In another clinical trial of 96 patients, a comparison was made between Axumin and 11C-choline PET. The scans showed equivalent findings 61-77% of the time. However, this study did not include biopsy confirmation. In a third study performed in Italy, 89 patients with a rising PSA were studied. The overall cancer detection rate was 37%. In those patients with a PSA of less than 1.0 ng/mL, the detection rate was 21%, with a PSA of 1.0- 2.0 ng/mL detection was 29%, and when the PSA was higher than 3.0 the detection rate was 59%. Direct comparison to 11C-choline indicated better performance for Axumin. However, the detection rates they achieved with 11C-choline were far below that seen in nearly all previously published studies. Hopefully, the performance of Axumin will improve as time goes by and investigators learn how to use this new tool in an optimal way.
PSMA PET SCANS
The prostate-specific membrane antigen (PSMA) is a transmembrane glycopro- tein that occurs much more commonly in prostate cancer cells compared to benign prostate tissue. The clinically approved imaging method using PSMA was ProstaScint. ProstaScint, however, has several limitations. The technique uses an intact antibody which targets the internal portion of the cell membrane glycoprotein (PSMA) which requires long circulating times. There is pro- longed blood-pool retention leading to high background signals, low detection rates, and much lower spatial resolution compared to PET.
Better agents for detecting PSMA have been developed, such as 68gallium-PS- MA-11. Several retrospective studies have indicated a higher diagnostic efficiency of 68Ga-PSMA PET/CT compared to 11C-choline PET. In one study, for example, with 319 patients with PSA relapse, an overall 82.8% detection rate was seen. As would be expected, the probability of detecting lesions was correlated with PSA level. A 50% detection was seen when the PSA was 0.2-0.5, 58.3% detection with a PSA of 0.5-1.0, 71.8% detection with a PSA of 1.0-2.0, and 93% detection when the PSA was over 2.0. 68Ga-PSMA is under clinical trial investigation in multiple U.S. institutions (e.g. UCSF, UCLA, and Stanford University).
A few limitations of PSMA-targeting agents are important to understand. Not all prostate cancers exhibit PSMA overexpression. In one study, about 8% of patients with prostate cancer did not show PSMA overexpression. Additionally, PSMA ligands are not completely specific for prostate cancer and several benign lesions such as thyroid adenoma, Paget’s disease, schwannoma, adrenal adenomas, and several types of vascular tumors (colon, breast, renal, liver, thyroid) may also exhibit increased PSMA expression. False positive celiac lymph nodes frequently have been noted in the upper abdomen. Finally, the PSMA-targeting agents to date are significantly excreted in the urinary tract and urinary bladder, which often obscures the prostate bed, making detection of small locally recurrent lesions and lymph nodes in the lower pelvis challenging.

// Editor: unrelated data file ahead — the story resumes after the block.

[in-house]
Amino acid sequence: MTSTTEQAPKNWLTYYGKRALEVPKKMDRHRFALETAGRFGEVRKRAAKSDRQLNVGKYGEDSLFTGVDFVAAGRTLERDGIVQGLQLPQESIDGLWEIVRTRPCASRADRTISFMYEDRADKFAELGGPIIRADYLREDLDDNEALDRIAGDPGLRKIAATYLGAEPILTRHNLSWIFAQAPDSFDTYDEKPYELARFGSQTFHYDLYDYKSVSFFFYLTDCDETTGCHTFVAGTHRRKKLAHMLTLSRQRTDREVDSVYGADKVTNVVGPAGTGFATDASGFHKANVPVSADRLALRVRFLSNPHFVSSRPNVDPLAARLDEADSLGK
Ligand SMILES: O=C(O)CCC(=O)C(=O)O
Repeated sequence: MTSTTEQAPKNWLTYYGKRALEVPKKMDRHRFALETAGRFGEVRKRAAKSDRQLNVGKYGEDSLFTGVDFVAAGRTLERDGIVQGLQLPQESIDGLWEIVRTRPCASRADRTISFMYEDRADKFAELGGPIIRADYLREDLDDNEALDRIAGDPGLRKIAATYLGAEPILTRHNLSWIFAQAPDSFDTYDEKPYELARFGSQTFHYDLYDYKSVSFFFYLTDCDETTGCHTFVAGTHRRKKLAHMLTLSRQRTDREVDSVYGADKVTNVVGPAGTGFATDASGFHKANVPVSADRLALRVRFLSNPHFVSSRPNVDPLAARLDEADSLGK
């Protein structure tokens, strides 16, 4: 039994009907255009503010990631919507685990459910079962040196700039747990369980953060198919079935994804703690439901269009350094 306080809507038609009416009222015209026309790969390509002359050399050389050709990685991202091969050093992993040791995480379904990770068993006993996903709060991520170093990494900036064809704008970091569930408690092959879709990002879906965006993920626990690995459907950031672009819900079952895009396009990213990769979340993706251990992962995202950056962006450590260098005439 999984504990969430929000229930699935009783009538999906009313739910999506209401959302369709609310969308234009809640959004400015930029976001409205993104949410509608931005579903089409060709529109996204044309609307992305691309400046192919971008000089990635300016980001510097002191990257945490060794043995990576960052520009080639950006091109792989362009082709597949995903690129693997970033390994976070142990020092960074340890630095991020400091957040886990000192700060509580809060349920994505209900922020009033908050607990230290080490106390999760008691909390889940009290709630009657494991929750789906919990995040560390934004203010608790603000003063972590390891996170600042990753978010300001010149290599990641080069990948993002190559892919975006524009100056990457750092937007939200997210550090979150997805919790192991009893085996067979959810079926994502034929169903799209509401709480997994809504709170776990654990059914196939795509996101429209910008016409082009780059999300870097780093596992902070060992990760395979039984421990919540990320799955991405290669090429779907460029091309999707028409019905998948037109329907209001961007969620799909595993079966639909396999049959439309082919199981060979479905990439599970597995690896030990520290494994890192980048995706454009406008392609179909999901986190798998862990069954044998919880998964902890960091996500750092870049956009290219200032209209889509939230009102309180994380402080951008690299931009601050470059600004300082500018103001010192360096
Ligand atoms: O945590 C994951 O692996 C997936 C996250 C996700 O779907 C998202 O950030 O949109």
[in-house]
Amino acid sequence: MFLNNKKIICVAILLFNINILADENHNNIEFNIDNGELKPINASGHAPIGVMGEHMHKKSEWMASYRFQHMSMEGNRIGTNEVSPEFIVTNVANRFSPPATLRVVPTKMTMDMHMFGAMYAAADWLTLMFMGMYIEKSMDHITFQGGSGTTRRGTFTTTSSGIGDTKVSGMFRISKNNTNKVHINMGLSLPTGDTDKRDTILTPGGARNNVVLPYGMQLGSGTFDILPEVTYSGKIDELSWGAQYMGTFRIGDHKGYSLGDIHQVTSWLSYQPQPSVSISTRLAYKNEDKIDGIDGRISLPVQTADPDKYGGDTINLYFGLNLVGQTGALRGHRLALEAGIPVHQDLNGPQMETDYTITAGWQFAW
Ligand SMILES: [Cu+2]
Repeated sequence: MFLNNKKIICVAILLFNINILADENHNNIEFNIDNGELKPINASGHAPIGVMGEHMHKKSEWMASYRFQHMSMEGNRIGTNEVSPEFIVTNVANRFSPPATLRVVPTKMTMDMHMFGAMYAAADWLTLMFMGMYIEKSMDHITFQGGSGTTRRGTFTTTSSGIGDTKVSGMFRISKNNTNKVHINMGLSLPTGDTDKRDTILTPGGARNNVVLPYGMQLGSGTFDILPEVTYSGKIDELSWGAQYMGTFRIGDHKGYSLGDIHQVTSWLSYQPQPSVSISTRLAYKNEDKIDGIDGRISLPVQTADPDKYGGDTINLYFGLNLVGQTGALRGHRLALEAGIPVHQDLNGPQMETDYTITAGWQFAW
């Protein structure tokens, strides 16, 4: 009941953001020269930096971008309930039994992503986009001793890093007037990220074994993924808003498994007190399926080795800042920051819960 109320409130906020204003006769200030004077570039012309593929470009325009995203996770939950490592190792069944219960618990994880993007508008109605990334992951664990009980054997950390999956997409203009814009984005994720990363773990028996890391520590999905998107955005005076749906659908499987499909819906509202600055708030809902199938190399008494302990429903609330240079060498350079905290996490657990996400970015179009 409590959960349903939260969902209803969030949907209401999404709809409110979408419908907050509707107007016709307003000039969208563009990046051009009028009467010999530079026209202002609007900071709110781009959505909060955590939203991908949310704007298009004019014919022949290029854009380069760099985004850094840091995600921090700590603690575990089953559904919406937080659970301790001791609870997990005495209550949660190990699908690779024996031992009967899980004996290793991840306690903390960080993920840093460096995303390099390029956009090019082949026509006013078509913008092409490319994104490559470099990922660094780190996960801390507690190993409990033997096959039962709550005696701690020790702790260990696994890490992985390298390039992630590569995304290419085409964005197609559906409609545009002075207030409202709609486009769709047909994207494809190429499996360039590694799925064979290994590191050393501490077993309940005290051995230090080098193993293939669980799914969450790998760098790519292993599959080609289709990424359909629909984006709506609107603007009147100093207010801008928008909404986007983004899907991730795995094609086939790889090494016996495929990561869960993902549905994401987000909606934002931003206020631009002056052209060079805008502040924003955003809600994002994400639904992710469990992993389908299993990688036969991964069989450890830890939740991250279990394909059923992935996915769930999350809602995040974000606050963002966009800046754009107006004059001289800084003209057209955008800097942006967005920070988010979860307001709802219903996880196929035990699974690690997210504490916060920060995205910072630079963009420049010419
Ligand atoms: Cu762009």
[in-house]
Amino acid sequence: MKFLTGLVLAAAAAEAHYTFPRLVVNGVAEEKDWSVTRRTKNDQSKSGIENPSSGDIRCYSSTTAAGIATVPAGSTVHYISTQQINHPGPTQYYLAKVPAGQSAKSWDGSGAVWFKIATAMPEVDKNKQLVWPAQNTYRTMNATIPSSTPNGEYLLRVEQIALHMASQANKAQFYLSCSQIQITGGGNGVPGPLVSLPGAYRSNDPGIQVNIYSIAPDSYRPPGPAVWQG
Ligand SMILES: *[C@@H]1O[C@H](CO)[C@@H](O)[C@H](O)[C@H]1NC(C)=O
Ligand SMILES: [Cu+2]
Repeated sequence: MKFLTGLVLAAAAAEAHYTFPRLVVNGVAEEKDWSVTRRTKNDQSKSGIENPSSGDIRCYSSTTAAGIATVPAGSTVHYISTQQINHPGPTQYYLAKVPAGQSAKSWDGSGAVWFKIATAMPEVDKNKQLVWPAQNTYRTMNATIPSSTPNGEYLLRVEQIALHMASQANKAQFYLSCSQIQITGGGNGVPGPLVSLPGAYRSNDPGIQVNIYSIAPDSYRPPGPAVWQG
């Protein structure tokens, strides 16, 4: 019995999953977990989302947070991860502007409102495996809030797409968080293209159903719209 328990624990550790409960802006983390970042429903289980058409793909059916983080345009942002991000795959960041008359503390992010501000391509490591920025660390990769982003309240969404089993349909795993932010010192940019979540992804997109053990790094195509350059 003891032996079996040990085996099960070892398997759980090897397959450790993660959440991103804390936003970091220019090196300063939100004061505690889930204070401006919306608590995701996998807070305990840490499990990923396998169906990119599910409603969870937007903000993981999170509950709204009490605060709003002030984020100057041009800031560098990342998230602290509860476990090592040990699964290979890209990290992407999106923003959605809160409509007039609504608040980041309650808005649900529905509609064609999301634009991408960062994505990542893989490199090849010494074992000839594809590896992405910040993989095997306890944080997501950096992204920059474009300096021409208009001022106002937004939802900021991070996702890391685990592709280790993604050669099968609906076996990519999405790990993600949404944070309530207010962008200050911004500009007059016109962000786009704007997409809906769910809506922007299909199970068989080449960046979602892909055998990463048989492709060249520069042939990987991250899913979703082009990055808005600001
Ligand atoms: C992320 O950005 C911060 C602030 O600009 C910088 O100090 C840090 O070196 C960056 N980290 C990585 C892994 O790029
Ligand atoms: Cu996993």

In summary, the excitement surrounding the current and emerging PET agents is appropriately exuberant. Despite the radical breakthroughs that are occurring in the area of imaging, a fair amount of confusion also exists. There is still no “perfect” imaging methodology with 100% accuracy. The recent FDA approval of Axumin is cause for celebration. In addition, our experience at Phoenix Molecular has shown 11C-acetate PET to be a very valuable tool. But 11C-acetate PET is unlikely to become widely available due to the requirement for an on-site cyclotron. PSMA-targeted agents are becoming the major focus for future attention and development. Despite some limitations, PSMA-targeted imaging appears to provide high sensitivity and specificity, and is likely to become part of the routine evaluation and management of men with prostate cancer in the near future.
Fabio Almeida, MD is the Medical Director of Phoenix Molecular Imaging and Southwest PET/CT Institute in Phoenix, Arizona, providing his extensive clinical expertise in PET/CT imaging. He research is focused on applied medical informatics with emphasis on imaging and networking systems, optimization of fusion technology and volumetric tumor assessment for radiation therapy planning. He actively participates in several oncology and neurologic clinical trials and is the principal investigator for a novel Carbon-11 PET agent for prostate cancer imaging. He is one of the pioneers in the development and implementation of cross modality fusion for cancer imaging (SPECT, PET, CT and MRI) and PET/CT. He has authored and participated in several publications in radiology, oncology and information science.